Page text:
A Young Doctor’s Notebook: Season 1

The only reason that this little series from Sky Arts caught my eye was the casting – John Hamm and Daniel Radcliffe. What I hadn’t realised was that they were playing the older and younger versions of the same character, which is possibly the most wonderful piece of casting I’ve ever seen. They are PERFECT from their gelled hair to the obvious progression of the proud young doctor full of possibilities to the jaded, worn down man he becomes. The only problem was that at some point he also grew a foot taller.

Even as I was marvelling at the comparison, I was saddened because I feared that this would mean the two would never share the screen, Radcliffe appearing only via flashback and Hamm trapped behind his desk in his own future. But the revelation of this show is the twist by which Hamm appears as a vision to his younger self, sharing conversations, fights and baths. The explanation for this metaphysical meeting is never explained and works so beautifully that explanations would just ruin it.

It’s a good job it works so well, because there’s not a great deal more to the series. There are creative and funny scenes (“drops, gargle, drops, gargle”) which keeps everything moving along, but I would have liked a bit more of that. The dramatic elements, watching the gradual decline of one character into the other was elegantly handled, but somewhat predictable.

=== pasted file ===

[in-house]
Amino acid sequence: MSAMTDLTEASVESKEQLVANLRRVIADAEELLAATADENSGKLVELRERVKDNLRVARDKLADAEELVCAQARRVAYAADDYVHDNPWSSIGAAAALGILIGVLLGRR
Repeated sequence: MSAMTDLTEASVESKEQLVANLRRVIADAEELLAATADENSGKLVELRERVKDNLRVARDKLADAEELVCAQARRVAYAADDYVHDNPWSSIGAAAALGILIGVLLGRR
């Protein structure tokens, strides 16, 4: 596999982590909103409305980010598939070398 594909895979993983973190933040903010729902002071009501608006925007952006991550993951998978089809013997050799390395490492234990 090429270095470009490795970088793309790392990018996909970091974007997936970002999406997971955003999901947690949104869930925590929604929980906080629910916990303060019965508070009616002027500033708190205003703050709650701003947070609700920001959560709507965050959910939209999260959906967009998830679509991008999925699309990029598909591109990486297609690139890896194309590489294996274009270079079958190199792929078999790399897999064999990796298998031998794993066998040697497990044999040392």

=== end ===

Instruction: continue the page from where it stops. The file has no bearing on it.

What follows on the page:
I actually watched the series on dvd, and at just over an hour and a half in total, it felt more like watching a film than four individual episodes. I was impressed at that, it efficiently and effectively got the points across and any additional time would have just been padding really. I was therefore a bit sad to spot that there will be a second season (The Telegraph. I just don’t think more is necessary, it’s as close to perfect as it’s going to get.


2 thoughts on “A Young Doctor’s Notebook: Season 1

  1. Pingback: 2012-13 Season – the best and the worst | Narrative Devices

  2. Pingback: The Knick: Pilot Review | Narrative Devices

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